Reid says Democrats will offer alternative 1099 language
Generally, Baucus and congressional lawmakers across both parties backed the repeal language included in the Senate-passed Federal Aviation Administration authorization bill that pays for the bill with unused, previously appropriated federal funds as determined by the Office of Management and Budget.
Although the small business measure is under consideration on the Senate floor, lawmakers aren’t likely to make much headway before clearing the latest short-term continuing resolution (CR) to fund the government through April 8 before leaving for a weeklong recess.
On Monday, Sen. Mike Johanns (R-Neb.) said he would offer the House-passed standalone version as an amendment to legislation to fund the Small Business Administration (SBA) for 2011, which Democrats say will create jobs.
Republicans argue it’s the same offset offered by Democrats last year to pay for the “doc fix.”
The 1099 provision requires businesses to file paperwork to every vendor with which they purchase at least $600 in goods and services and is estimated to bring in an additional $22 billion in revenue.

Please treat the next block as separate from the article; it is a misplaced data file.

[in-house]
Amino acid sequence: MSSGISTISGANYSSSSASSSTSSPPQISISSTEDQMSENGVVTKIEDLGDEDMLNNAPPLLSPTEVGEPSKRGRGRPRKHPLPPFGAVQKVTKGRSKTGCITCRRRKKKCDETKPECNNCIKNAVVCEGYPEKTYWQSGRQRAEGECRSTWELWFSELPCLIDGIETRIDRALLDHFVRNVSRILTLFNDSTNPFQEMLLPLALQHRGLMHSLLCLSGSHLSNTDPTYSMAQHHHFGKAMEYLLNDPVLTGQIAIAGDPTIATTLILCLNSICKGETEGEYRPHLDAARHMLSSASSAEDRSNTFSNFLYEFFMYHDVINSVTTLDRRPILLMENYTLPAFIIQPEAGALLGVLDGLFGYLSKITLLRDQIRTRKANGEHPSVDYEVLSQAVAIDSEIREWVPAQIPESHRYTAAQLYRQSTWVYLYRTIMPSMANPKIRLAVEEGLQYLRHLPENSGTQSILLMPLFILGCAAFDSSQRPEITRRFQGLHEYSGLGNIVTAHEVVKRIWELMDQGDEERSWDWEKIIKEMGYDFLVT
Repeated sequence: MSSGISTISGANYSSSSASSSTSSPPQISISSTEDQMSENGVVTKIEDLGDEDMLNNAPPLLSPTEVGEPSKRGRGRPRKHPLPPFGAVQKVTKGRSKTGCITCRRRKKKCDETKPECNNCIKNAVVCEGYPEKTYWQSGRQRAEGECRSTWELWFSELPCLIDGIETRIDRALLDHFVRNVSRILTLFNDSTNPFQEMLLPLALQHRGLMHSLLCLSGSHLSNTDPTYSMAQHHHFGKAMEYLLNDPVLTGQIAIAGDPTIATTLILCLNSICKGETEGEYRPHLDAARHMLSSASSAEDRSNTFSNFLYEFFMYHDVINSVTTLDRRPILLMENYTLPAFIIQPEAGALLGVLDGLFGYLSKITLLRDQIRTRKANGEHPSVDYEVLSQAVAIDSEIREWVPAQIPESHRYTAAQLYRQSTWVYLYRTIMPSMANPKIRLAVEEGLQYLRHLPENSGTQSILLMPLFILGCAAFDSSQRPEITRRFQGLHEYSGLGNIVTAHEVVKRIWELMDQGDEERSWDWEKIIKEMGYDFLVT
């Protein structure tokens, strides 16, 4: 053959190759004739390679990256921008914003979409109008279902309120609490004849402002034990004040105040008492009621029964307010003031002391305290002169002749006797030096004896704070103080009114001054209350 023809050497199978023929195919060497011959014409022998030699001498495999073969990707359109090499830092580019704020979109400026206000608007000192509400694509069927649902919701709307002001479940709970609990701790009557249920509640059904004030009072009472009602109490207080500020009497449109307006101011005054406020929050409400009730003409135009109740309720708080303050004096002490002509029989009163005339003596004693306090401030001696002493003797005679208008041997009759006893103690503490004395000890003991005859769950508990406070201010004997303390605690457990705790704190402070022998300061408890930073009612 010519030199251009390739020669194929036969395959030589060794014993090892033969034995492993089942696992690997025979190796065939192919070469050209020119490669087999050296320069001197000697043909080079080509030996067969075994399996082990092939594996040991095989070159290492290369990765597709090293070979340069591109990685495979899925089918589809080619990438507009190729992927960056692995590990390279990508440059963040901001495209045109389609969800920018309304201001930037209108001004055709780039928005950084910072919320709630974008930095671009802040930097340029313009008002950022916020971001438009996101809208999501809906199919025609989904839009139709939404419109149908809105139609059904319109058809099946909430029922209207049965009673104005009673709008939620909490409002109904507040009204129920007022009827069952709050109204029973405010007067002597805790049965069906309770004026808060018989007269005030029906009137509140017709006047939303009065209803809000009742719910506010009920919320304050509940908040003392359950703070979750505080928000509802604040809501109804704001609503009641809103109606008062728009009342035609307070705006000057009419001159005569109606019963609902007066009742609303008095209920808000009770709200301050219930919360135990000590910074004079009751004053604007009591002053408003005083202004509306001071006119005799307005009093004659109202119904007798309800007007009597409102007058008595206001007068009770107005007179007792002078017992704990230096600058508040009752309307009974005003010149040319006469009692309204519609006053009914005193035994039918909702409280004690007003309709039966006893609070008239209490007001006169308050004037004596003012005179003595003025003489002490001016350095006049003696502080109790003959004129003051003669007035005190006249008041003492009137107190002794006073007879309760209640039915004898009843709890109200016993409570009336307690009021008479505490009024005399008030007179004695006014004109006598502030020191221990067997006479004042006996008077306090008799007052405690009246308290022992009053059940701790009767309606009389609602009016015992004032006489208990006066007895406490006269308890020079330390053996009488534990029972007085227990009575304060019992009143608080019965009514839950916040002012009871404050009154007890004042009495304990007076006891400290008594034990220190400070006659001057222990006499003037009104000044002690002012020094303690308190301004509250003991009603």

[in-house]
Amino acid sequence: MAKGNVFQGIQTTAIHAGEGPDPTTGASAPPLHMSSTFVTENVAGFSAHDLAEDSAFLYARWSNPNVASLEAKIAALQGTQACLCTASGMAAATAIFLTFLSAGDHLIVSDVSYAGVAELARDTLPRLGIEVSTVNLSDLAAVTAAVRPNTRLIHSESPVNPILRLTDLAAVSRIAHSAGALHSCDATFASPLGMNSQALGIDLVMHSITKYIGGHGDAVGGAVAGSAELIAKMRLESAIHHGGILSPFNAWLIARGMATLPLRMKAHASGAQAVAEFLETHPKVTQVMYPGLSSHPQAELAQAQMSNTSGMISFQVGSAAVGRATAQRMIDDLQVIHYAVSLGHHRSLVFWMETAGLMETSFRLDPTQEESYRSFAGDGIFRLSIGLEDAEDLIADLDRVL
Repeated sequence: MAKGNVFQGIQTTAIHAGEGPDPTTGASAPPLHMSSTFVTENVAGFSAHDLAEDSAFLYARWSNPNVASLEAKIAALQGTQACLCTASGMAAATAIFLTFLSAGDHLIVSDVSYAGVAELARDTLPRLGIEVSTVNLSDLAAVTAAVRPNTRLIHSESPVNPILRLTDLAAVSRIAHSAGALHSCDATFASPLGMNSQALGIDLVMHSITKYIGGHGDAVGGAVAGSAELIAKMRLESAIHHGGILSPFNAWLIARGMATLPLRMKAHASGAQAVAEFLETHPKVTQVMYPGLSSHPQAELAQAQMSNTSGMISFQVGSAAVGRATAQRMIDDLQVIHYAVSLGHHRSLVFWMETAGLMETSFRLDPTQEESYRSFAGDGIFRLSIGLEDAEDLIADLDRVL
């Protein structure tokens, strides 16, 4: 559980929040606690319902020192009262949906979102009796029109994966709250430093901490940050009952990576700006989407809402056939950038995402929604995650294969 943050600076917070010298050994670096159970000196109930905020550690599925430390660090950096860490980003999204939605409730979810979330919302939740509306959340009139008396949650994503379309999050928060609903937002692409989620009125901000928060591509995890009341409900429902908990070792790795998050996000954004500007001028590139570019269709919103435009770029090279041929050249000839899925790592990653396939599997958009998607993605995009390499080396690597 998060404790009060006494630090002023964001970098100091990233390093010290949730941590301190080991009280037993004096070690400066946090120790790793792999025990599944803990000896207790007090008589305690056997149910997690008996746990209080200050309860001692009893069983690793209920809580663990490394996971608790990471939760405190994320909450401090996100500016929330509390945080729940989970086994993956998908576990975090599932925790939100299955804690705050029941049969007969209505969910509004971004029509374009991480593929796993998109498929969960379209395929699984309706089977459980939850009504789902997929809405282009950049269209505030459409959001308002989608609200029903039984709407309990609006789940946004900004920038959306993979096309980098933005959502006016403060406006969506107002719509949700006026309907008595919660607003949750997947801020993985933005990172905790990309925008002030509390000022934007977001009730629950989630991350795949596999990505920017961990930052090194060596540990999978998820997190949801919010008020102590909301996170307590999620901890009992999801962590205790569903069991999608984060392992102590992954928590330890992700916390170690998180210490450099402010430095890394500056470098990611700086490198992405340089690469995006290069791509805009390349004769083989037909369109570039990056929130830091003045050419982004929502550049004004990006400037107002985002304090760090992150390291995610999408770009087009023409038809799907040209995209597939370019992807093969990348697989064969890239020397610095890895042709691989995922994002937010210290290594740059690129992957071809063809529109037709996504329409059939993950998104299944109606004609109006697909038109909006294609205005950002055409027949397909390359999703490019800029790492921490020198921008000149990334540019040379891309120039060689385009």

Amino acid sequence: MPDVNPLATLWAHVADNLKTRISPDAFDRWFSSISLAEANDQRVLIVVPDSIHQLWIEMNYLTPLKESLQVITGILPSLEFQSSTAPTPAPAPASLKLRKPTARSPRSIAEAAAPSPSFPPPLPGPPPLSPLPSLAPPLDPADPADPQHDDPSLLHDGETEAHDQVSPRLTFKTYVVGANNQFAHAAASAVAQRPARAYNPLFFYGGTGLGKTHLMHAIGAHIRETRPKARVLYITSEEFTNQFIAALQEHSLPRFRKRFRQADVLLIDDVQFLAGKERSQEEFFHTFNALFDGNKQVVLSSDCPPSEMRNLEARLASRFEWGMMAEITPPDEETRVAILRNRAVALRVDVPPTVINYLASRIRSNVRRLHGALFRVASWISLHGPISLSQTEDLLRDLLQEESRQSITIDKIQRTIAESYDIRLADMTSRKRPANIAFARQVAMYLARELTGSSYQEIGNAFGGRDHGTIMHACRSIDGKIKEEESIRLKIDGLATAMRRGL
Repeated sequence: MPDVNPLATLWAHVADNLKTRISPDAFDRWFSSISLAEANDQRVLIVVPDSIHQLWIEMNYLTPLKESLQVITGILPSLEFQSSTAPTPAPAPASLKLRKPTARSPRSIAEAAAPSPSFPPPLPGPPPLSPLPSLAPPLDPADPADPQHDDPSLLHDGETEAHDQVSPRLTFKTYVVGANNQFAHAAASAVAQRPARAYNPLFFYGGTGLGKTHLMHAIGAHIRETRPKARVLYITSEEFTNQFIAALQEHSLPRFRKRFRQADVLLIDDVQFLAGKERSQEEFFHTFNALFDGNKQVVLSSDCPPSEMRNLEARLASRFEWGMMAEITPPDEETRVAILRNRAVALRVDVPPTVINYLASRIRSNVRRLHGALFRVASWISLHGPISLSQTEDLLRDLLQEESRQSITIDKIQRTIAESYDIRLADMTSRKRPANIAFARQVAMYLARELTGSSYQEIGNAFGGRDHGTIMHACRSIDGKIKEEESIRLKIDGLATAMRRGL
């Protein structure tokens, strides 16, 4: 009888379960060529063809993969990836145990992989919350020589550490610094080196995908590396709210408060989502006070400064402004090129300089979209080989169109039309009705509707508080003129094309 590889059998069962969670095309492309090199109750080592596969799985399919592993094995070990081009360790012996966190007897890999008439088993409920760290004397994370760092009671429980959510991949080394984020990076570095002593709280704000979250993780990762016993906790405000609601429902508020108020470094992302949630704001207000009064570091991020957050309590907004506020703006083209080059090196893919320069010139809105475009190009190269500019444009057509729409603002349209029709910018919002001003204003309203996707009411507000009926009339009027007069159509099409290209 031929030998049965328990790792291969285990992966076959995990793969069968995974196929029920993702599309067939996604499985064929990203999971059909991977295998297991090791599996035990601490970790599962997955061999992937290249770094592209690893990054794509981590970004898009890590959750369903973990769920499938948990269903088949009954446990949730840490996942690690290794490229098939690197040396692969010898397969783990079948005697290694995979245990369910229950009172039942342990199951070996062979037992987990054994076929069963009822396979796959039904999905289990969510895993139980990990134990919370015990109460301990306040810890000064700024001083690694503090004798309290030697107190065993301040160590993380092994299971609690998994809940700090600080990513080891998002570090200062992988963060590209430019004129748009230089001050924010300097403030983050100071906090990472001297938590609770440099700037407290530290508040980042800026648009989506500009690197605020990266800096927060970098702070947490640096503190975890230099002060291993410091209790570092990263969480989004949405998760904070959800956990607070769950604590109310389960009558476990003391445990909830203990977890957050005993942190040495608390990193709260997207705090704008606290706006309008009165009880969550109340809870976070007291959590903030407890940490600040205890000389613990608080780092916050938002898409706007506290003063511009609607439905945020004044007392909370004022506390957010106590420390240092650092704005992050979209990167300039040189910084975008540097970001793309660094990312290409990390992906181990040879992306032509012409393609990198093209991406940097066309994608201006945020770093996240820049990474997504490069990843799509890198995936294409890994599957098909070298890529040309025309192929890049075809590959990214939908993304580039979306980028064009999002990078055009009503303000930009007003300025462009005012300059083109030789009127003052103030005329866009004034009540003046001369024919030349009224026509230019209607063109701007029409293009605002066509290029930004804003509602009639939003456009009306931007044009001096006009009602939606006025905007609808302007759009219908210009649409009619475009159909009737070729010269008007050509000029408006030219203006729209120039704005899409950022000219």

The White House and House and Senate lawmakers across both parties back the elimination of the 1099 provision but have been at odds for nearly a year over how to make up for the lost revenue.
Johanns said he was confident he had enough votes to tack for his version of the repeal although it may be two weeks now before the amendment gets a vote unless the Senate decides to consider amendments this week.
On March 3, the House passed a 1099 repeal measure that requires taxpayers who receive federal health insurance subsidies to reimburse the IRS if they earn more than 400 percent of the poverty line and are deemed ineligible. Taxpayers would be required to pay back only the amount of the subsidy and won’t levied with penalties above that amount, according to House Ways and Means Republican staff.
Some taxpayers could receive a subsidy even though they didn’t qualify because they are self-reporting on data that is based on a two-year window and their eligibility could change significantly during that time. Under current law, those receiving the subsidy are required to report going over the level that makes them ineligible for premium assistance, according to Republican staff.
Some House Democrats say the bill’s offset creates a $25 billion tax hike on the middle class because it could ensnare taxpayers who straddle the 400 percent income line and that a mere year-end bonus could push taxpayers “over the cliff” and force them to repay the money.
Meanwhile, House Republicans have argued that those taxpayers who exceed the income levels shouldn’t receive the subsidy and should pay it back.
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